3D Modeling Feedback

Hi All,

I’ve been modeling a frame that I’m planning to have 3d-printed in Titanium and I would love some feedback on the work I’ve done. I’m not formally trained in Solidworks/CAD and have just tried to learn from Youtube and online resources. I’m sure I have a lot of bad habits, so any feedback is appreciated.

bottombracket_v3.STEP (1.9 MB)
wishbone.STEP (948.5 KB)
seattube_cluster_v2.STEP (1.3 MB)
DropoutV4.STEP (1004.3 KB)
headtube_v3.STEP (1.2 MB)


The goal is a fixed-gear frame that can:

  1. Take a 55T chainring
  2. Clear 35c tires
  3. Has race-y geometry and can accommodate my proportions


Nice work! Especially considering you were self-taught Solidworks. I really like the dropouts, I think they are really well designed.

I think the BB could use some tweaking. It is probably unintentional, but the BB has a really solid chunk:

As drawn, the BB lug is $3000 print! I would look into the solidworks shell tool, that is probably the best way to create a hollow structure.

For titanium, I suggest around 1.5mm wall thickness. Every printer and every part is different, but I feel 1.5mm is conservative enough without testing.

What chainline are you using for the drivetrain and tire clearance?

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Thanks! Yeah the BB chunk is something that I was hoping they could work out using some gyroid infill or something like that – not exactly sure how I want to go about removing material there, as I don’t want to create any weak points in the BB.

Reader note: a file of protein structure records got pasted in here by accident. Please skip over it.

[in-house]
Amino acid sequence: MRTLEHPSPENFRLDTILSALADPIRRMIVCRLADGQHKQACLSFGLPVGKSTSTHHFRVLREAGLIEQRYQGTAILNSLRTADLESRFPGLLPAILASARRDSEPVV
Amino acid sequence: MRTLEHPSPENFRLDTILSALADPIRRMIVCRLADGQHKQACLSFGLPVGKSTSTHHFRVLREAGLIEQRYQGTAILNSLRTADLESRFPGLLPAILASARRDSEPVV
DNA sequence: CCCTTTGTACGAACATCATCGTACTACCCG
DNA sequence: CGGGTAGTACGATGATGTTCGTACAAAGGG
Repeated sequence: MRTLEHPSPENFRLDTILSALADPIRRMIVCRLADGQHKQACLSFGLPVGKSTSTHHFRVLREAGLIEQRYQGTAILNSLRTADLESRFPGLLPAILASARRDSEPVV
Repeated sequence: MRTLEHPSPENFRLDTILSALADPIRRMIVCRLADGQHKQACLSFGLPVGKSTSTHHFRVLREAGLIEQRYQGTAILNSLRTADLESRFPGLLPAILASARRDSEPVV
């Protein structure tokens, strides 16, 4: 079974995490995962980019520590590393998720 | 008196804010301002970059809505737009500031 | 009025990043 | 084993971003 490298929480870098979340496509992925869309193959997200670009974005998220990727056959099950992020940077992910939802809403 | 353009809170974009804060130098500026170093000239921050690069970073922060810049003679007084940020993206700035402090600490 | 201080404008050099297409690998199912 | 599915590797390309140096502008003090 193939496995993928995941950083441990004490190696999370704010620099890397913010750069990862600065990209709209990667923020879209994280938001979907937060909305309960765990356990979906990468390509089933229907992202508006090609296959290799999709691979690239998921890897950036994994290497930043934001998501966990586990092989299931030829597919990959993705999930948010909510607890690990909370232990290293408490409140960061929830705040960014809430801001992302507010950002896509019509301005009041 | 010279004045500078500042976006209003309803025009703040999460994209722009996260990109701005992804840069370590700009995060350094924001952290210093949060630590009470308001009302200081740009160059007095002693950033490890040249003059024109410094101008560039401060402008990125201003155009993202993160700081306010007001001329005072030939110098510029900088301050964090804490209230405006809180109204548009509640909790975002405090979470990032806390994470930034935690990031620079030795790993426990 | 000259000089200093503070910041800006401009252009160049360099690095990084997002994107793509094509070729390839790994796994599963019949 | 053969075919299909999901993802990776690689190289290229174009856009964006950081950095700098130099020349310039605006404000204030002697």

The chainline is standard track: 42mm from BB center to chainring center. I didn’t want to make the chainstays longer than 400mm, so that’s another constraint. I’m designing around a ROTOR ALDHU crankset which is also quite close to the BB. Overall, there should be around 6mm between the back of the crankset and the BB/Chainstay wall.

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Very nice, well done.
If I’m going to add something, I’d suggest that you play around a bit with surfacing techniques. Looks like you’re already pretty advanced with your modeling. The modeling can get complex very quickly when using surfaces, but when you get the hang of it a bit you can create some very nice transitions.
Much nicer than just a straight fillet in my opinion.

Here’s a quick one I made of the headtube.


It’s the actual SW file so you get the history tree of what I’ve done. Bear in mind that this was just a quick 30 minute edit and I have not paid much attention to making the model robust by fully defining the sketches.

In case you can’t open the SW file, I’ve added a STEP file as well.
headtube_v3_new.STEP (1.9 MB)


This is exactly the kind of help I was looking for haha, thank you for this! I’ll see if I can follow along and do the same with the other fillets that I’ve used. Thanks!

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Unfortunately I can’t open your future Solidworks file, I’ll try to make-do with the STEP file